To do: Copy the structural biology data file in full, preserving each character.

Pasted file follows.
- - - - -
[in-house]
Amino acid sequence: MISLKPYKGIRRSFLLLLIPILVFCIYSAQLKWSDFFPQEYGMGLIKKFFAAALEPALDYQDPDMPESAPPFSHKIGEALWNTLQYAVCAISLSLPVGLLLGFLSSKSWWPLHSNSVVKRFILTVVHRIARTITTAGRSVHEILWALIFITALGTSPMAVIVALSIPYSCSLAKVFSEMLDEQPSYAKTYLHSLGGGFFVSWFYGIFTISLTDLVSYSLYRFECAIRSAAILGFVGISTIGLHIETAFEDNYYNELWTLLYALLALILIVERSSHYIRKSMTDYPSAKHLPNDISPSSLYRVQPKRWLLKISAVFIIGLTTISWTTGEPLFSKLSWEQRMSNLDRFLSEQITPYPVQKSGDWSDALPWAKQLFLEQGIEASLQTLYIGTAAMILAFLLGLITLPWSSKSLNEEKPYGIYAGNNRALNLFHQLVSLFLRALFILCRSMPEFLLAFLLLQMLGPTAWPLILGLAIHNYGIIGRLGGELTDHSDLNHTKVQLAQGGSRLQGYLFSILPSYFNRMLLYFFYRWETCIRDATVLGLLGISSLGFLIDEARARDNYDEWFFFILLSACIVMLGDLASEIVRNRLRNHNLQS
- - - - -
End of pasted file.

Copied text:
[in-house]
Amino acid sequence: MISLKPYKGIRRSFLLLLIPILVFCIYSAQLKWSDFFPQEYGMGLIKKFFAAALEPALDYQDPDMPESAPPFSHKIGEALWNTLQYAVCAISLSLPVGLLLGFLSSKSWWPLHSNSVVKRFILTVVHRIARTITTAGRSVHEILWALIFITALGTSPMAVIVALSIPYSCSLAKVFSEMLDEQPSYAKTYLHSLGGGFFVSWFYGIFTISLTDLVSYSLYRFECAIRSAAILGFVGISTIGLHIETAFEDNYYNELWTLLYALLALILIVERSSHYIRKSMTDYPSAKHLPNDISPSSLYRVQPKRWLLKISAVFIIGLTTISWTTGEPLFSKLSWEQRMSNLDRFLSEQITPYPVQKSGDWSDALPWAKQLFLEQGIEASLQTLYIGTAAMILAFLLGLITLPWSSKSLNEEKPYGIYAGNNRALNLFHQLVSLFLRALFILCRSMPEFLLAFLLLQMLGPTAWPLILGLAIHNYGIIGRLGGELTDHSDLNHTKVQLAQGGSRLQGYLFSILPSYFNRMLLYFFYRWETCIRDATVLGLLGISSLGFLIDEARARDNYDEWFFFILLSACIVMLGDLASEIVRNRLRNHNLQS